Detective work by a leading Flinders maritime archaeologist is revealing the secrets of a ship from Ancient Greece. And at the heart of it all are some humble copper nails.
All it took was a handful of nails and a few scraps of timber from the muddy seafloor off the coast of Turkey for maritime archaeologist Associate Professor Wendy van Duivenvoorde to build a fascinating picture of shipbuilding 2,500 years ago.
“You take all the clues into consideration. It’s a bit like a crime scene,” she says of the analysis she carried out on the remains of the Ancient Greek shipwreck at Tektas Burnu in western Turkey. “You have to look at all the components as part of the investigation.”
According to Associate Professor van Duivenvoorde, the nails offer a sense of how the vessel was built and how large it was, “and then, in conjunction with the cargo that was found on that particular ship, you gain an understanding of the whole civilisation at the time,”
The Tektas Burnu ship sank in about 45 metres of water between 440 and 425 BCE. Despite almost nothing being left of the soft pine timbers that once made up the hull, the find was important, giving a new understanding of craftsmanship at the height of the Athenian maritime empire.
The find also produced the only examples of marble ophthalmoi – the ship’s eyes – from an ancient shipwreck. It’s believed that these ‘eyes’ served a combined role as navigation aids and to ward off evil.
Dr Wendy van Duivenvoorde is an associate professor in maritime archaeology at Flinders University. Her current research is focused primarily on maritime trade and shipbuilding in the ancient Mediterranean and Northern Europe. Dr van Duivenvoorde is an expert in late sixteenth and early seventeenth-century Dutch shipbuilding and her studies primarily focus on ships of exploration and Indiamen, and include the archaeological remains of Western Australia's Dutch East Indiamen shipwrecks.
“The shipbuilders would drill a hole through the planking and the frame, and seal that with a wooden plug. They’d then drive the nail through into the direction of the grain.”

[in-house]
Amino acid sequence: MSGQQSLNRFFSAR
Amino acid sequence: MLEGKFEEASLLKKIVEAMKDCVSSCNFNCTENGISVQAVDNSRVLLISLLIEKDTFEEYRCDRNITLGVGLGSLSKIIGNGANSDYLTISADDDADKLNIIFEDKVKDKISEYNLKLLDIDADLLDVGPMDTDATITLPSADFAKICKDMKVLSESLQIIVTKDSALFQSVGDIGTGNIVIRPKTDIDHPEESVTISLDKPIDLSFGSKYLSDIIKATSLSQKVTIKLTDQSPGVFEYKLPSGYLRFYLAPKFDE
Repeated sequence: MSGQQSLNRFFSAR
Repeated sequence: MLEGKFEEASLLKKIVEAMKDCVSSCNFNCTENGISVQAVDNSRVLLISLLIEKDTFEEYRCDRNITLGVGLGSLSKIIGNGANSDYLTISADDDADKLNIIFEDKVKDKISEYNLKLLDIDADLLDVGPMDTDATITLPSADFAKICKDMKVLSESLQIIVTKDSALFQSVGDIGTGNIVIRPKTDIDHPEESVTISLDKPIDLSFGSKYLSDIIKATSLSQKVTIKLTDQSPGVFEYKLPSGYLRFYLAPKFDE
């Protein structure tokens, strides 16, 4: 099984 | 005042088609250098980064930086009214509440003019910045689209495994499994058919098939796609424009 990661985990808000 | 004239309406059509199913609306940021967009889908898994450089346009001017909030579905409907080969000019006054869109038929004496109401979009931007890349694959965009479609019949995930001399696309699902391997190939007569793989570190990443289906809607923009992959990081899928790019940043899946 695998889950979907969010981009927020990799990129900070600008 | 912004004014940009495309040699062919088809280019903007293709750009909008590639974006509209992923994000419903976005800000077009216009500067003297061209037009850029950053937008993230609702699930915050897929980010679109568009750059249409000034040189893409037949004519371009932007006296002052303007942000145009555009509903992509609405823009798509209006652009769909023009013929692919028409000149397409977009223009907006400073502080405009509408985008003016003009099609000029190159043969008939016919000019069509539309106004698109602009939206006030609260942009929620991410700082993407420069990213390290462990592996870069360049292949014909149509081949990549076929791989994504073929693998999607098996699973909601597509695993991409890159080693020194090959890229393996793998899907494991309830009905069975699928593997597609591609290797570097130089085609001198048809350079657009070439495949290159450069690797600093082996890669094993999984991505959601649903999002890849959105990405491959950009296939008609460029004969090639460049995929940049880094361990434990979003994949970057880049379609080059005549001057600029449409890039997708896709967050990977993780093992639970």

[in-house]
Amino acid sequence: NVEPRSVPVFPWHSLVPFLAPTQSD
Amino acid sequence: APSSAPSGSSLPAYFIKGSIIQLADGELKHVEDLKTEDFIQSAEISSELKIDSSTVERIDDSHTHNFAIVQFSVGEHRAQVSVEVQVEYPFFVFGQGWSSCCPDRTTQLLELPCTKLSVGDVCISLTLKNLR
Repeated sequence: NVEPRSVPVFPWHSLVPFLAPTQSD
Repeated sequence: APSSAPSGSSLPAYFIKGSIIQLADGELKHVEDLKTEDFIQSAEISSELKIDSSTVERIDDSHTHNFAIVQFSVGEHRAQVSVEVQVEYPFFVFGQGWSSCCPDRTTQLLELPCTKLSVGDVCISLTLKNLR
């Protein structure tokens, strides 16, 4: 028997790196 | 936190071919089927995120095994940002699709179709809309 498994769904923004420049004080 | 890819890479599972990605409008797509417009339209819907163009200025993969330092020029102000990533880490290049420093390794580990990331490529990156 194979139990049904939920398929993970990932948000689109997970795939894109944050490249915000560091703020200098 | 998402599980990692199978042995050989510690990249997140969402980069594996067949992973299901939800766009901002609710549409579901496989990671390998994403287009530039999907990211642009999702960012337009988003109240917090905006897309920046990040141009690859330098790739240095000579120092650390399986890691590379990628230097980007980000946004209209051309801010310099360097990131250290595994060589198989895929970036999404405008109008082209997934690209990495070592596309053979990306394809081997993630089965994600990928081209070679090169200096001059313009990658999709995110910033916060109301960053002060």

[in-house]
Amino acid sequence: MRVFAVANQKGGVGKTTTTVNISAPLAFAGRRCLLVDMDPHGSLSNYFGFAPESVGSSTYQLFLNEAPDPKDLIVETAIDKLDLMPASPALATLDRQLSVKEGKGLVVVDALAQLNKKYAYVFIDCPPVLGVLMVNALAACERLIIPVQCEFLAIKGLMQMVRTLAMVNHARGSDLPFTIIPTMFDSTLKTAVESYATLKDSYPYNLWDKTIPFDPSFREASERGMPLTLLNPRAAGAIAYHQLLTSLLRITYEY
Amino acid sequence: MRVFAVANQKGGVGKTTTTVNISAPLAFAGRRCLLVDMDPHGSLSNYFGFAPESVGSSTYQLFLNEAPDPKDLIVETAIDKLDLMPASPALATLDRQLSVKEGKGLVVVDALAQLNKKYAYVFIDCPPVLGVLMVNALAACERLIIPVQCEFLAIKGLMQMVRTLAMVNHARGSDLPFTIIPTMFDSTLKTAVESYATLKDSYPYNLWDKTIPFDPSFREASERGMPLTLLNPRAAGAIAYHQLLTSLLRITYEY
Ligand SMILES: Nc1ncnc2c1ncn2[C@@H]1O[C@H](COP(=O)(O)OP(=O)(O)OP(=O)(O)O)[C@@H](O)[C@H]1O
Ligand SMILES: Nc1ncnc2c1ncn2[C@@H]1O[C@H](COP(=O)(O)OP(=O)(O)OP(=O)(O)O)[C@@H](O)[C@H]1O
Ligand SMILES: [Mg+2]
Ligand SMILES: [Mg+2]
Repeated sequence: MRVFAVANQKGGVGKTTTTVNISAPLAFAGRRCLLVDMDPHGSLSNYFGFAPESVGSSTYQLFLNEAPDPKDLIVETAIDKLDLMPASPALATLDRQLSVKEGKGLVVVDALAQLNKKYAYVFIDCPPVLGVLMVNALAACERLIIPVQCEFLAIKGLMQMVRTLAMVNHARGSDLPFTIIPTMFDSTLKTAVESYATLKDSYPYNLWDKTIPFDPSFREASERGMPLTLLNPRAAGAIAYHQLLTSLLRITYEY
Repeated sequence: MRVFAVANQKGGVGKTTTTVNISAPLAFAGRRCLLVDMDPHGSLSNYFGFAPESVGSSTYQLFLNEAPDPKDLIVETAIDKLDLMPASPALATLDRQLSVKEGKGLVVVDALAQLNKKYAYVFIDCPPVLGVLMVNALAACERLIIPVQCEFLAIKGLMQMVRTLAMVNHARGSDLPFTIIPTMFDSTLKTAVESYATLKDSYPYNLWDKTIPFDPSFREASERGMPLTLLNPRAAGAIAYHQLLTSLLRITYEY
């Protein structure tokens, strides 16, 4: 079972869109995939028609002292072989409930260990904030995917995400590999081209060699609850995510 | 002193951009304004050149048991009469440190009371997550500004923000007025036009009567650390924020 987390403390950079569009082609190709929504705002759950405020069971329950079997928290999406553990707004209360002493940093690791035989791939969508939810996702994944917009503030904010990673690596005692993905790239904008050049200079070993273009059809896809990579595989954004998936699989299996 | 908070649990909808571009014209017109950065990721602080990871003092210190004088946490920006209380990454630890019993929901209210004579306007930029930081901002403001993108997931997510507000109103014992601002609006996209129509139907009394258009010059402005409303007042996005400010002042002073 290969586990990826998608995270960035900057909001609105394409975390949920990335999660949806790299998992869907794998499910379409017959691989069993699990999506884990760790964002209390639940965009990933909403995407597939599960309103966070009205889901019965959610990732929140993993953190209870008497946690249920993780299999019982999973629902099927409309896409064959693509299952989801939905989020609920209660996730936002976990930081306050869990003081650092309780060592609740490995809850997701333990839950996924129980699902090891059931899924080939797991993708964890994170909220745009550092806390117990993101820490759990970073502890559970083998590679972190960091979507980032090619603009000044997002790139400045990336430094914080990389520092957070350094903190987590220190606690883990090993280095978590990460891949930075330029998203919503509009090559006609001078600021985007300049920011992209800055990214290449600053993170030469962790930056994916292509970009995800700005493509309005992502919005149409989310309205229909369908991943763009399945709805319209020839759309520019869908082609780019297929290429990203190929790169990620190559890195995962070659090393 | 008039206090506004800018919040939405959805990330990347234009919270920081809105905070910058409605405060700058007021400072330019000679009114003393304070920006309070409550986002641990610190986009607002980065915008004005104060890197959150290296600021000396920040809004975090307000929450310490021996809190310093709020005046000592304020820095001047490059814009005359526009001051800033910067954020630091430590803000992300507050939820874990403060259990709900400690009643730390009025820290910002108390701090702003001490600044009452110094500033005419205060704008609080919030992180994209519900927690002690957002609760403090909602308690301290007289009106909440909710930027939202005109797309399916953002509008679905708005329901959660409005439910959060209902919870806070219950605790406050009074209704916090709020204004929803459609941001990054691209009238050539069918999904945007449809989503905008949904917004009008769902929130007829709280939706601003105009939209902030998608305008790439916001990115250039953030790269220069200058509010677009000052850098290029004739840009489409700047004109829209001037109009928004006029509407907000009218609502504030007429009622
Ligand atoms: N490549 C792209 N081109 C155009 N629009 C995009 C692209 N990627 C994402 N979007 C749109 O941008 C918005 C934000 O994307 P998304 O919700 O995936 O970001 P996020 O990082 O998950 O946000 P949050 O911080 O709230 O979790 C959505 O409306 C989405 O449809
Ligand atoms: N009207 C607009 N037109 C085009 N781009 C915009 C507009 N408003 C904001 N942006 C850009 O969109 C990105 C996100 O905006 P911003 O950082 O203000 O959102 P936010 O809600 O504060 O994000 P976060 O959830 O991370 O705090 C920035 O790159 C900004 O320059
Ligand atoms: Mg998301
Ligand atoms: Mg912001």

While it was already known that these features existed, experts assumed that they were painted on. “It was always thought that marble was too valuable to put on the bow of a ship, and that they were probably painted on or ceramic,” says Associate Professor van Duivenvoorde.
One hundred-odd copper nails and fragments of timber around them were found at the site, providing major clues as to the ship’s provenance.
“We know those nails were used for attaching the frames to the planking, because they built ships with shell-based construction methods at the time – not with a plank on a frame, as we would today if we were to build a wooden ship,” Associate Professor van Duivenvoorde explains.
‘Mortise-and-tenon’ joints were used to connect the planks, which hold everything together via the insertion of a rectangular piece of wood into opposing holes between two planks. The piece of the wood is called the tenon, and the holes in the planks are called the mortises. Once the ship’s hull, or ‘shell’, was assembled, pine frames were added for internal strengthening.
“The shipbuilders would drill a hole through the planking and the frame, and seal that with a wooden plug. They’d then drive the nail through into the direction of the grain,” says Associate Professor van Duivenvoorde. “We tested that, and it works quite well.”
Each nail was itself something of a work of art, she adds. “They’re not cast nails, they’re each individually hammered. They’re beautiful; the level of craftsmanship is something we don’t see today anymore.”
And they were practical, too. “Due to hammering, they become stronger. You hammer them, you heat them, and then you hammer them and heat them again. That can increase the strength of copper by 400 to 500%.”
There were likely no time restrictions in terms of the shipbuilding in Ancient Greece, says Associate Professor van Duivenvoorde, because wealthy people would pay for ships to be built. “They had a lot of slaves, so time was not an issue,” she adds.
While she can’t say for sure where the ship was built, she did locate where the copper was mined, tracing it to an area in Cyprus. “Of course, that doesn’t mean that the ship was built there, and we know that a lot of ancient copper was mined on the island of Cyprus,” she says.
The trees that provided the timber don’t help archaeologists narrow down the shipyard’s location either, being from a type of pine and oak that was then found throughout the region around the Aegean Sea. “We think it was built somewhere along the Turkish coast, or the Aegean Turkish coast, but we don’t know 100% for certain,” she adds.
It’s only fitting that a shipwreck discovery of this magnitude keeps a few more secrets up its sleeve.
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